Microsoft details Windows 8's new Start Screen search

Microsoft is doing good on their "no compromises" approach to developing Windows 8, as the new searching capabilities of the operating system demonstrates. Existing searching techniques via keyboards and mice are retained and improved upon, while touch users are accommodated just as well.

In last week's post on the Building Windows 8 blog, Microsoft revealed a search view for applications that effectively replaces the "All Programs" button on Start Menus of Windows 8's predecessors. Today's update focuses on the rest of Windows 8's search experience.

Microsoft program manager Brian Uphoff begins by assuring Windows users their search habits developed over the course of Windows Vista and Windows 7 will remain intact. Advanced search queries such as "date:yesterday" will continue to work. Keyboard shortcuts for invoking a search in Windows 8 remain the same as that of Windows 7, with one new addition:

  • Searching for applications: WIN-key, then type the name of the application
  • ​Searching for files: WIN-key + F
  • [New] Searching for settings: WIN-key + W

Users can continue to launch applications or commands as they would in Windows 7, or use WIN-key + R​ to bring up the old Run dialog dating back to Windows 95. The search screen also auto-completes paths to directories and network shares:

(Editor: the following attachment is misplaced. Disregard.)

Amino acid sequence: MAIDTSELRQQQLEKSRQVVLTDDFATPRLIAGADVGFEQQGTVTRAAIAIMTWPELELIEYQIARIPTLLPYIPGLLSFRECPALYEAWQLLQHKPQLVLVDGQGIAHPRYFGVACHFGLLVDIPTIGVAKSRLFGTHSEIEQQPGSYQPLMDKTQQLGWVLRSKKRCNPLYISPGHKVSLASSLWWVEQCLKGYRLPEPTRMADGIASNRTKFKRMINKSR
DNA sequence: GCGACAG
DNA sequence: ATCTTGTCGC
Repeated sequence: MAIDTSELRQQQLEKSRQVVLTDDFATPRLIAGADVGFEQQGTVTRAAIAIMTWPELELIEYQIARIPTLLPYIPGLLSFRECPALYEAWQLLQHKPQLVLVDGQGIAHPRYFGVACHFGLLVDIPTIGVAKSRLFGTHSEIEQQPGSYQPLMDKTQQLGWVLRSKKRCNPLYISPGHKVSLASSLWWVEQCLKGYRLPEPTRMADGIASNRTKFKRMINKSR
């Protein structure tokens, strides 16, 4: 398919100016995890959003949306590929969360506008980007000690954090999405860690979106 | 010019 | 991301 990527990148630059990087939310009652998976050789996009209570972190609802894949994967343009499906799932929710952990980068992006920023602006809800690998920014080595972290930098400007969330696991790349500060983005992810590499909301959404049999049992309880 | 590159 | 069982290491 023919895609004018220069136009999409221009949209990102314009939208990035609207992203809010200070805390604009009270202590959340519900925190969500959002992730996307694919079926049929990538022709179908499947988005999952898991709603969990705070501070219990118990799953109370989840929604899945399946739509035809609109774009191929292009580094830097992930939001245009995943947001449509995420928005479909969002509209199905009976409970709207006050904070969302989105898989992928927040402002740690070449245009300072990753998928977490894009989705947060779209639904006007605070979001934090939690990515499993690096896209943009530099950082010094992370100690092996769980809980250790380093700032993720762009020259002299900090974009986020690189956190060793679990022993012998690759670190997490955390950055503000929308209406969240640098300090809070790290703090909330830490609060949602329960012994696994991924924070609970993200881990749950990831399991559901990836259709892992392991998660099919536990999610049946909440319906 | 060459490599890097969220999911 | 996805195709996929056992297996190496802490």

In Windows 7, one can expand a category of search results in the Start Menu by clicking on the category header (i.e. "Control Panel"). However, as Microsoft points out, the ordering of results, the number of categories shown, and their positions in the search pane depend on the search terms used. In addition, one is forced to click the "See more results" link to display more answers than the Start Menu currently offers:

With Windows 8's search, search results are grouped into three distinct categories: Apps, Settings, and Files. These three categories were chosen based on telemetry data from Microsoft, which showed that 67% of searches are for applications, 22% for files, and 9% for Control Panel items. The remaining categories are app-specific "search contracts," which allow applications to tailor search results in a user-friendly format. Only 0.05% of searches are for emails and contacts, and so Windows 8 will not offer those results by default, leaving it up to a third-party email client to provide email searching as a search contract.

There are also new features related to searching in Windows 8:

  • Autocorrect terms for files: Windows will autocomplete search terms based on the files in the search index, and the user's searching habits.
  • Detailed tooltips for search results: Mousing over an item will reveal a tooltip that offers more information about a file.

According to Uphoff, these changes have led to drastic reductions in execution time for search tasks. The changes are more pronounced on a netbook, given the limited screen estate available:

For a quick overview of the new Start Screen in action, check out the following video (high quality link):

Image Credit: Building Windows 8

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